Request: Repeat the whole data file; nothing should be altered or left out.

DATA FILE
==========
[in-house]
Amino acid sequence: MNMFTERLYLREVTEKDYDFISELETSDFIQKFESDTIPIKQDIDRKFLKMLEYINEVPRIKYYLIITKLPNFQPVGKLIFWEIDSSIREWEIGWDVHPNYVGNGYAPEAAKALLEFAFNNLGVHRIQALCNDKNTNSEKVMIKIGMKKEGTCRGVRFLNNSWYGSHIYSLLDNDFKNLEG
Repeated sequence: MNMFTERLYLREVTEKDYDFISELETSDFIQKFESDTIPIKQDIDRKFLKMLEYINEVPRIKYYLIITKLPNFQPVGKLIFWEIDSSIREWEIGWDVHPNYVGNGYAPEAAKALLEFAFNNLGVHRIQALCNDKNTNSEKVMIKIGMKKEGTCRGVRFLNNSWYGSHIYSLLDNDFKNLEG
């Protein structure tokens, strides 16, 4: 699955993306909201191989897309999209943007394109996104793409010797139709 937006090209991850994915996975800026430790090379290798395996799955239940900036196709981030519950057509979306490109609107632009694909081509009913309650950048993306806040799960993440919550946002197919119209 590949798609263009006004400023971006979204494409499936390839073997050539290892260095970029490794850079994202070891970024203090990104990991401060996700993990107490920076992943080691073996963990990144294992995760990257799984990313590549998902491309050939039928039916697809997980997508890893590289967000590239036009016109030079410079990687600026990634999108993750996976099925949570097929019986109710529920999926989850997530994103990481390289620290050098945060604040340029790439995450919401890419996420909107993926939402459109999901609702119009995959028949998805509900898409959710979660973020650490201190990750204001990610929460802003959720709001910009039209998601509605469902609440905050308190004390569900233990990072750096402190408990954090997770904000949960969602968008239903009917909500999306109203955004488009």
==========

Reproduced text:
[in-house]
Amino acid sequence: MNMFTERLYLREVTEKDYDFISELETSDFIQKFESDTIPIKQDIDRKFLKMLEYINEVPRIKYYLIITKLPNFQPVGKLIFWEIDSSIREWEIGWDVHPNYVGNGYAPEAAKALLEFAFNNLGVHRIQALCNDKNTNSEKVMIKIGMKKEGTCRGVRFLNNSWYGSHIYSLLDNDFKNLEG
Repeated sequence: MNMFTERLYLREVTEKDYDFISELETSDFIQKFESDTIPIKQDIDRKFLKMLEYINEVPRIKYYLIITKLPNFQPVGKLIFWEIDSSIREWEIGWDVHPNYVGNGYAPEAAKALLEFAFNNLGVHRIQALCNDKNTNSEKVMIKIGMKKEGTCRGVRFLNNSWYGSHIYSLLDNDFKNLEG
């Protein structure tokens, strides 16, 4: 699955993306909201191989897309999209943007394109996104793409010797139709 937006090209991850994915996975800026430790090379290798395996799955239940900036196709981030519950057509979306490109609107632009694909081509009913309650950048993306806040799960993440919550946002197919119209 590949798609263009006004400023971006979204494409499936390839073997050539290892260095970029490794850079994202070891970024203090990104990991401060996700993990107490920076992943080691073996963990990144294992995760990257799984990313590549998902491309050939039928039916697809997980997508890893590289967000590239036009016109030079410079990687600026990634999108993750996976099925949570097929019986109710529920999926989850997530994103990481390289620290050098945060604040340029790439995450919401890419996420909107993926939402459109999901609702119009995959028949998805509900898409959710979660973020650490201190990750204001990610929460802003959720709001910009039209998601509605469902609440905050308190004390569900233990990072750096402190408990954090997770904000949960969602968008239903009917909500999306109203955004488009």